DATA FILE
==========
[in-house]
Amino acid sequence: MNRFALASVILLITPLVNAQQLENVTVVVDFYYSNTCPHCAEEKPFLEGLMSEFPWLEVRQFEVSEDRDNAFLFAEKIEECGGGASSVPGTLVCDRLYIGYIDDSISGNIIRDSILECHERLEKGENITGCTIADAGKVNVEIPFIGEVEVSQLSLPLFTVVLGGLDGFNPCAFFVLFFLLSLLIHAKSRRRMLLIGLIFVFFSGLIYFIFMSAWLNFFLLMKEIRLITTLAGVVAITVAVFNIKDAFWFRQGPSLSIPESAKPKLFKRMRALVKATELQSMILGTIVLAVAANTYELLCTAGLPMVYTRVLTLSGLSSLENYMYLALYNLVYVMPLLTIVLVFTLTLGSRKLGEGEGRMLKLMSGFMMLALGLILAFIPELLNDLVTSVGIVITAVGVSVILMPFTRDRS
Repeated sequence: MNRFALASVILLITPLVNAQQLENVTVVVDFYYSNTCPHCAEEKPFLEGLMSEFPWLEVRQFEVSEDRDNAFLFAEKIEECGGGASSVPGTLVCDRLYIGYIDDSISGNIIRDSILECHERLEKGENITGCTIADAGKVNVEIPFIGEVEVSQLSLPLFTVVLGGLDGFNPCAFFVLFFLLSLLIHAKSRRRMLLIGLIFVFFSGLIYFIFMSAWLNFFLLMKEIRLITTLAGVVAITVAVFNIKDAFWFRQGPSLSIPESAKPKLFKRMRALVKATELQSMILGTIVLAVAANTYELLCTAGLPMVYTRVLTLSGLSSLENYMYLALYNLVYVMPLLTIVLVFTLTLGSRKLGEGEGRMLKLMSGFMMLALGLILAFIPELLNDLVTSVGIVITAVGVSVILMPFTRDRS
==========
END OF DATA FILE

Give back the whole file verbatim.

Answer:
[in-house]
Amino acid sequence: MNRFALASVILLITPLVNAQQLENVTVVVDFYYSNTCPHCAEEKPFLEGLMSEFPWLEVRQFEVSEDRDNAFLFAEKIEECGGGASSVPGTLVCDRLYIGYIDDSISGNIIRDSILECHERLEKGENITGCTIADAGKVNVEIPFIGEVEVSQLSLPLFTVVLGGLDGFNPCAFFVLFFLLSLLIHAKSRRRMLLIGLIFVFFSGLIYFIFMSAWLNFFLLMKEIRLITTLAGVVAITVAVFNIKDAFWFRQGPSLSIPESAKPKLFKRMRALVKATELQSMILGTIVLAVAANTYELLCTAGLPMVYTRVLTLSGLSSLENYMYLALYNLVYVMPLLTIVLVFTLTLGSRKLGEGEGRMLKLMSGFMMLALGLILAFIPELLNDLVTSVGIVITAVGVSVILMPFTRDRS
Repeated sequence: MNRFALASVILLITPLVNAQQLENVTVVVDFYYSNTCPHCAEEKPFLEGLMSEFPWLEVRQFEVSEDRDNAFLFAEKIEECGGGASSVPGTLVCDRLYIGYIDDSISGNIIRDSILECHERLEKGENITGCTIADAGKVNVEIPFIGEVEVSQLSLPLFTVVLGGLDGFNPCAFFVLFFLLSLLIHAKSRRRMLLIGLIFVFFSGLIYFIFMSAWLNFFLLMKEIRLITTLAGVVAITVAVFNIKDAFWFRQGPSLSIPESAKPKLFKRMRALVKATELQSMILGTIVLAVAANTYELLCTAGLPMVYTRVLTLSGLSSLENYMYLALYNLVYVMPLLTIVLVFTLTLGSRKLGEGEGRMLKLMSGFMMLALGLILAFIPELLNDLVTSVGIVITAVGVSVILMPFTRDRS